The Shock Doctrine | Chicago Reader

The Shock Doctrine

Rated NR 84 minutes 2007

Naomi Klein adapts her best-selling book, which argues that followers of free-market guru Milton Friedman have exploited various political crises and natural disasters around the world to install capitalist regimes and privatize public assets and services. Klein begins with the CIA's cold-war use of electroshock to brainwash subjects, a simplistic but undeniably powerful metaphor for the erasure of public ownership in times of social chaos. Her historical survey begins with the 1973 military coup in Chile (whose economic restructuring was mapped out by economists from Friedman's Chicago School) and continues with epic money grabs in Great Britain (Margaret Thatcher's privatizing of utilities after the Falklands war), Russia (Boris Yeltsin's creation of a new oligarchy as the Soviet Union dissolved), and the U.S. (the boom in private security contracts after 9/11, both at home and in Iraq). Michael Winterbottom and Mat Whitecross directed.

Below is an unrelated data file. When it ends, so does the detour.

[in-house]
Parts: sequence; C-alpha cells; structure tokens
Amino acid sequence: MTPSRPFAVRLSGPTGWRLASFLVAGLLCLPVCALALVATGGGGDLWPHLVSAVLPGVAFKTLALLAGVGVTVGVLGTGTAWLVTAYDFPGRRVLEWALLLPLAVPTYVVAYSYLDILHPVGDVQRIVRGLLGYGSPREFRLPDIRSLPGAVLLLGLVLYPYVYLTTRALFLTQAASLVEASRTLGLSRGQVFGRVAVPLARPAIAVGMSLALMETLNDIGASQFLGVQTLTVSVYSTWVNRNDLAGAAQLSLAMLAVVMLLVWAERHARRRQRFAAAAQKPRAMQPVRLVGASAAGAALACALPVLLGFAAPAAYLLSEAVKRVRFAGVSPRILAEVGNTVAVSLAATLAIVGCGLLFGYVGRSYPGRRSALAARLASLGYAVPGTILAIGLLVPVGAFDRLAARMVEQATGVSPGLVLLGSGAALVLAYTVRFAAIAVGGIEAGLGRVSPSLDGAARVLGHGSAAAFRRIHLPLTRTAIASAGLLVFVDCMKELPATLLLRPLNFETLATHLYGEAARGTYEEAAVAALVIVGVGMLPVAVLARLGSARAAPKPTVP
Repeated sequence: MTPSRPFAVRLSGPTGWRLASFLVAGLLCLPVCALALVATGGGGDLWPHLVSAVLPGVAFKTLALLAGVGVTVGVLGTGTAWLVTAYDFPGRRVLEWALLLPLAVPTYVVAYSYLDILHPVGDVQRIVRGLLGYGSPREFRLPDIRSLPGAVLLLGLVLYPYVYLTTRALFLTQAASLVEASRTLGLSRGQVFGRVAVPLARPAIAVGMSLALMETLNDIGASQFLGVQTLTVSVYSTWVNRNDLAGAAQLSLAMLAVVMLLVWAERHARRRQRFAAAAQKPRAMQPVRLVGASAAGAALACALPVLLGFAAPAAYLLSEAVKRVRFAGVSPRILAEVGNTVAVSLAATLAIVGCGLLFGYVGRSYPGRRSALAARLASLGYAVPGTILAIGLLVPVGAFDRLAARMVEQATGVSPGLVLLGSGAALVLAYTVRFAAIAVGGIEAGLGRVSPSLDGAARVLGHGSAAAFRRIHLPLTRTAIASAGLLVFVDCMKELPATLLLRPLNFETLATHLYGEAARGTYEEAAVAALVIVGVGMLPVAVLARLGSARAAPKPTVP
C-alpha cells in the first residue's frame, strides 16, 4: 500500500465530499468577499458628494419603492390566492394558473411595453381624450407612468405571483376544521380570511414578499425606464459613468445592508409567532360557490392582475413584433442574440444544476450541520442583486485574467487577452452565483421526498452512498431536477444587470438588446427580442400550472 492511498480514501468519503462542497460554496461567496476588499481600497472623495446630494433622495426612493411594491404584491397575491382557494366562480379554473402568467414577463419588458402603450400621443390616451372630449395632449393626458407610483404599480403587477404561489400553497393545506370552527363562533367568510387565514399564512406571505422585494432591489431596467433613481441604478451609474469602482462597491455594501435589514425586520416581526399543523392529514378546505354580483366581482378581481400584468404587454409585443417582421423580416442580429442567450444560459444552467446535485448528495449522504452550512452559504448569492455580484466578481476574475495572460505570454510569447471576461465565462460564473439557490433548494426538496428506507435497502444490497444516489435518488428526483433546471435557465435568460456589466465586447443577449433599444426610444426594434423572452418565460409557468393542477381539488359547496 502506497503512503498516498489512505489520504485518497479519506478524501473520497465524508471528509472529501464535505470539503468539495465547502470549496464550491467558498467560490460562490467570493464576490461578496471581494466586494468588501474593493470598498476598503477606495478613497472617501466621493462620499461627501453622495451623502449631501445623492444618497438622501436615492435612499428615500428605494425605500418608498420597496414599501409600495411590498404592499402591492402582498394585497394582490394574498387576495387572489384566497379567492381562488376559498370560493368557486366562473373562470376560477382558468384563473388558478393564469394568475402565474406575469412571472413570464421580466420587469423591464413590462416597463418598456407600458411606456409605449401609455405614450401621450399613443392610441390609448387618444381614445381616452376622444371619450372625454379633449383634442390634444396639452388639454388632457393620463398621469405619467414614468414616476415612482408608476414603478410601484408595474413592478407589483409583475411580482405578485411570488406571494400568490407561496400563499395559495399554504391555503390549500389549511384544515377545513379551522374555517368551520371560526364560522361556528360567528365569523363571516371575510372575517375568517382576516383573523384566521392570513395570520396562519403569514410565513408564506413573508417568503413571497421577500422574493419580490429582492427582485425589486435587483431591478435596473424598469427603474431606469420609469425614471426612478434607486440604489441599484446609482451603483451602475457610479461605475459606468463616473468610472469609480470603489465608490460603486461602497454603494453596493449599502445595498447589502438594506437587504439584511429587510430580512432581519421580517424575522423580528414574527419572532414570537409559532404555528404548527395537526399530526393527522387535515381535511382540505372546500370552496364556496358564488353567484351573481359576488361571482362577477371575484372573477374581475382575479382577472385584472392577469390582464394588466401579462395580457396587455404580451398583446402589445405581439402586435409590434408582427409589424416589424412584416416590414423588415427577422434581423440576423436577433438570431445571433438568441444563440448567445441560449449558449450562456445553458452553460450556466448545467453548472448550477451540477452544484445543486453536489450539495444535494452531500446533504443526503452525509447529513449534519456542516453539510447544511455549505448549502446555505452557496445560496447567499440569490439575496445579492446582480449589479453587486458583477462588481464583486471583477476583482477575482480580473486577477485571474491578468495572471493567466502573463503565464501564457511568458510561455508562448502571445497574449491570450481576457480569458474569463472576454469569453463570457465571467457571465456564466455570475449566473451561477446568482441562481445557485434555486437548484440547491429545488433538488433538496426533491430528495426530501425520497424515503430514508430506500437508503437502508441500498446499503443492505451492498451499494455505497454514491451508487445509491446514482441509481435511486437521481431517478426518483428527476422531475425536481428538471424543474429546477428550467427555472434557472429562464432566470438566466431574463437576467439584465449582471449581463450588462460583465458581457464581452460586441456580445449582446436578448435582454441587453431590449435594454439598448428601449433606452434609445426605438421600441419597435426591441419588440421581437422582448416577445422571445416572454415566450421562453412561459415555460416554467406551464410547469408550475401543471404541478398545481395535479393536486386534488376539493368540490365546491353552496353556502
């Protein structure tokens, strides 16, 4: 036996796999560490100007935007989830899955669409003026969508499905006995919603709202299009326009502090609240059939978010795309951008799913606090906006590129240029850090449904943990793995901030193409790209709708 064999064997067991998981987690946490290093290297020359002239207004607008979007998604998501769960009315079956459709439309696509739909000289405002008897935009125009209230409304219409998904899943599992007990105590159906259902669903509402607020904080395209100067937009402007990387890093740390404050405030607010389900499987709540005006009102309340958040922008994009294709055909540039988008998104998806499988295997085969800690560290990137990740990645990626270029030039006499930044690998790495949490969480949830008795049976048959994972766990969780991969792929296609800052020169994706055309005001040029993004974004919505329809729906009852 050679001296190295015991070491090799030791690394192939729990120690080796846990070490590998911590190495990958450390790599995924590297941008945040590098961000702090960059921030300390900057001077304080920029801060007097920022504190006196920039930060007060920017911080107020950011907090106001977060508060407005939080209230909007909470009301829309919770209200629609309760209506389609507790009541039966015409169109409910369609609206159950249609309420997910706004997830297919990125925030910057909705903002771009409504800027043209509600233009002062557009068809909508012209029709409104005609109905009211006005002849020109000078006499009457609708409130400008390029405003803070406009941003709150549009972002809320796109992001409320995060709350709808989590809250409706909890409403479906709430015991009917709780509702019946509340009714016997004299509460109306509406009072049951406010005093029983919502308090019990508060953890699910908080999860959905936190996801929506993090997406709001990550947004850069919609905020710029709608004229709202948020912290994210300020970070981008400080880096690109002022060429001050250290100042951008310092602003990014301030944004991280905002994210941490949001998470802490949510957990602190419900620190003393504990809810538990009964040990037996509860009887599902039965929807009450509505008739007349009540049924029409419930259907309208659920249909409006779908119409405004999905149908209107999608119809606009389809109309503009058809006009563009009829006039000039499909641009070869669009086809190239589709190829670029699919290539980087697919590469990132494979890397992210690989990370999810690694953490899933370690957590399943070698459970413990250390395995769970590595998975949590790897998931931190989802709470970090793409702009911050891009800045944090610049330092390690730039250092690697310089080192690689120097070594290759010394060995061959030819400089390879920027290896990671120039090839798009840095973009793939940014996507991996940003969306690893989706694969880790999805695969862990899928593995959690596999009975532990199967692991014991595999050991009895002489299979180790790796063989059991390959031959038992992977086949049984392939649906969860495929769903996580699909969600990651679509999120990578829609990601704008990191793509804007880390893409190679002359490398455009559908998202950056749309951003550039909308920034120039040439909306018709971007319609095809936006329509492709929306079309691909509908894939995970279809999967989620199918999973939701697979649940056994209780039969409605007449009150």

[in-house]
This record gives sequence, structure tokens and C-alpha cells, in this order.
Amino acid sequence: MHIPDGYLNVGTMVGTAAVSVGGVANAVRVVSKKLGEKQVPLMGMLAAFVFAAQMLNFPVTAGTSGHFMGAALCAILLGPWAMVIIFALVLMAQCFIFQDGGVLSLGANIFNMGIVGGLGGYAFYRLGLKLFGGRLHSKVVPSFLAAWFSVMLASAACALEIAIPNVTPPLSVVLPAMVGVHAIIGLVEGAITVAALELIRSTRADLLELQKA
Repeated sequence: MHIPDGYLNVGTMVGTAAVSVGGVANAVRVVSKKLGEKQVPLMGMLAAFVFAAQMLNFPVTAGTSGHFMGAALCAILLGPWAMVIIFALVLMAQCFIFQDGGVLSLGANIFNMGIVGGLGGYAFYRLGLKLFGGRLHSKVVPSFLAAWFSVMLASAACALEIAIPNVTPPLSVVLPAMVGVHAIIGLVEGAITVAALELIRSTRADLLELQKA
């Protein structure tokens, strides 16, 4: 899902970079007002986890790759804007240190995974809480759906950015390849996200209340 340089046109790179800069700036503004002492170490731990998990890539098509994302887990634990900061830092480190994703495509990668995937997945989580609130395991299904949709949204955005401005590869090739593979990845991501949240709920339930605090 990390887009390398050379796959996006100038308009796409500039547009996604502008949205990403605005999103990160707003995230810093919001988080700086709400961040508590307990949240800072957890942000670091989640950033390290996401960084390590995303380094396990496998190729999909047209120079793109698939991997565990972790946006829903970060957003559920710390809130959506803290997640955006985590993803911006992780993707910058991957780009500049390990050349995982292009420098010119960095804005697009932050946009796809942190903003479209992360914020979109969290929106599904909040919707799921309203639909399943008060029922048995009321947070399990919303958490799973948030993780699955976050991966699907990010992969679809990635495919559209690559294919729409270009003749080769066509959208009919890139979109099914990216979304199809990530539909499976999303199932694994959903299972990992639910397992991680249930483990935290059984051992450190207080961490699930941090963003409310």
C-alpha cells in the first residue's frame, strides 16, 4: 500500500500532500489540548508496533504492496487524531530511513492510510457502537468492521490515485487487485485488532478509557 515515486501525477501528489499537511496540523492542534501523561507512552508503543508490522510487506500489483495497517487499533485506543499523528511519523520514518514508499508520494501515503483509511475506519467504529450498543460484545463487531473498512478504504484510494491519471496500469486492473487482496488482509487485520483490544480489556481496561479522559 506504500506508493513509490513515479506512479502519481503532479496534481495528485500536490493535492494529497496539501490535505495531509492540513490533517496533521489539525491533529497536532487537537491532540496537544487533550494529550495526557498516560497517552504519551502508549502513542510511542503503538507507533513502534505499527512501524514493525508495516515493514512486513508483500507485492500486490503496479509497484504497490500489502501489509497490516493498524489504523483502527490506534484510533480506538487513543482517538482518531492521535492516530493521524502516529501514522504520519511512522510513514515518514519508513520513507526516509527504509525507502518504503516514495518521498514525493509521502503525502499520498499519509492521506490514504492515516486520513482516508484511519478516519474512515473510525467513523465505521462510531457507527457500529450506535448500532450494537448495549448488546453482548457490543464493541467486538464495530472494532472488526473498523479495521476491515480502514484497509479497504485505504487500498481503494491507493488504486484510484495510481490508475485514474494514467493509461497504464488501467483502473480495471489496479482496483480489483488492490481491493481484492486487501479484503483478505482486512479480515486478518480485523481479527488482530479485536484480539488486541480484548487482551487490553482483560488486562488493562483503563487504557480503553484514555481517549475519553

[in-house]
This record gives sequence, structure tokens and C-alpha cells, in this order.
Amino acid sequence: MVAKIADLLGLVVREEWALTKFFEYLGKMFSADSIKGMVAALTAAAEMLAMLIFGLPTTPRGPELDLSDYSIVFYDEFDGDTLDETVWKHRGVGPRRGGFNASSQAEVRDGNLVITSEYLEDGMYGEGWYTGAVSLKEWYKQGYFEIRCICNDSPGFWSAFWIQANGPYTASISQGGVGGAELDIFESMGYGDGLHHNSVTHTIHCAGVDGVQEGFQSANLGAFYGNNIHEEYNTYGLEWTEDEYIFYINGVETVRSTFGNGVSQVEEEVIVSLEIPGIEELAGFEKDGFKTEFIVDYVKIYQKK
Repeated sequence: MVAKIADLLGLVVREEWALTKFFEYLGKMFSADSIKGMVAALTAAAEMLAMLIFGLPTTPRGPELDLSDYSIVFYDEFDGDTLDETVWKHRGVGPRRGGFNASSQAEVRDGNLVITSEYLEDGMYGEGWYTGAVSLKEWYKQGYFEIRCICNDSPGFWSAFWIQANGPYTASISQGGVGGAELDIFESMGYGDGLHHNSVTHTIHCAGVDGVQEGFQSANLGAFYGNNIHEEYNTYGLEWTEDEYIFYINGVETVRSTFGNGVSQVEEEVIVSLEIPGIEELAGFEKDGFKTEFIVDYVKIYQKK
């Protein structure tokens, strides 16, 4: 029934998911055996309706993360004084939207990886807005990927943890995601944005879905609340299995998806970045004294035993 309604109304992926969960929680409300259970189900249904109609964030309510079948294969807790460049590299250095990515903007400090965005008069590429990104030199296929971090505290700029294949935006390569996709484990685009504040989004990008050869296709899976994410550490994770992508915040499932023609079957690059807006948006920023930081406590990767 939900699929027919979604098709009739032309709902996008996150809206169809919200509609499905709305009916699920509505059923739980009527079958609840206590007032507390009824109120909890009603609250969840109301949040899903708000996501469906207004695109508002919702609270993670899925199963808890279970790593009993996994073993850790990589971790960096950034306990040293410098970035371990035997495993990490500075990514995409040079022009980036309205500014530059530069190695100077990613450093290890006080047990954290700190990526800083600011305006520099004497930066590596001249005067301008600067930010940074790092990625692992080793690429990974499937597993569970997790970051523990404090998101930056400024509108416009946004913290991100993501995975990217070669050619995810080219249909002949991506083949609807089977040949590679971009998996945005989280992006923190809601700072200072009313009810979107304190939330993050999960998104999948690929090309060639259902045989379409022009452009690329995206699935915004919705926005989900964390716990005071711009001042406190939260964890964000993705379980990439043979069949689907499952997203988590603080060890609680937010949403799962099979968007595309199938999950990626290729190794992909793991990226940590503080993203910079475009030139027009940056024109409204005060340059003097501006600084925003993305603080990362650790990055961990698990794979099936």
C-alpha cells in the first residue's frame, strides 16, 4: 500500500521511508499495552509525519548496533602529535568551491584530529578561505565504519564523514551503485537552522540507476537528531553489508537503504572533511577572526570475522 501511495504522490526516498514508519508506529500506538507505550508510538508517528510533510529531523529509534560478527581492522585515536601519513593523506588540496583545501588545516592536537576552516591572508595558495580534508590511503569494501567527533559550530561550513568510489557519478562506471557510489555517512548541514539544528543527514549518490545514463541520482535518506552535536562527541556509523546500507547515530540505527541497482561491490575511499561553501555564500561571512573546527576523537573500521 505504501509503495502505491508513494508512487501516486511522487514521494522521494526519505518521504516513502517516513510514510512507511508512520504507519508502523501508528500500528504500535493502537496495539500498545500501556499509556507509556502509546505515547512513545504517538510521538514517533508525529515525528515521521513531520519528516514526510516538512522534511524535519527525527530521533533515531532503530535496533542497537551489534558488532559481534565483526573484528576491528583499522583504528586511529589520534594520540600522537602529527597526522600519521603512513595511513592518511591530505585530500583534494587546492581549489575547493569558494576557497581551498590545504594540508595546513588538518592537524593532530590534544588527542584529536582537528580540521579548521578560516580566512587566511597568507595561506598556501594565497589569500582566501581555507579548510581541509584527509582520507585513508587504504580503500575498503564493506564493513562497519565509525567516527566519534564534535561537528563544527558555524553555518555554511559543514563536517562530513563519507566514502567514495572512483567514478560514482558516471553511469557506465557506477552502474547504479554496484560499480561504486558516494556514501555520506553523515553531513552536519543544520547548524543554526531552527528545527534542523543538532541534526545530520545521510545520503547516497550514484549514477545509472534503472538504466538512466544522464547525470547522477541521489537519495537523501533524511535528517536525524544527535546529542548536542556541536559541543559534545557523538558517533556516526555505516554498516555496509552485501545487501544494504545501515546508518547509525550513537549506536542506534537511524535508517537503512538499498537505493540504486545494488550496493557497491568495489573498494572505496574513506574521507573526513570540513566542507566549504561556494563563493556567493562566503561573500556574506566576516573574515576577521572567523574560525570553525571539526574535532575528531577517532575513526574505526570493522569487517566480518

Film Credits

Director: Alfonso Cuarón, Jonás Cuarón and Naomi Klein

Writer: Naomi Klein and Alfonso Cuarón

Producer: Alex Cooke, Alfonso Cuarón, Alan Hayling and Naomi Klein

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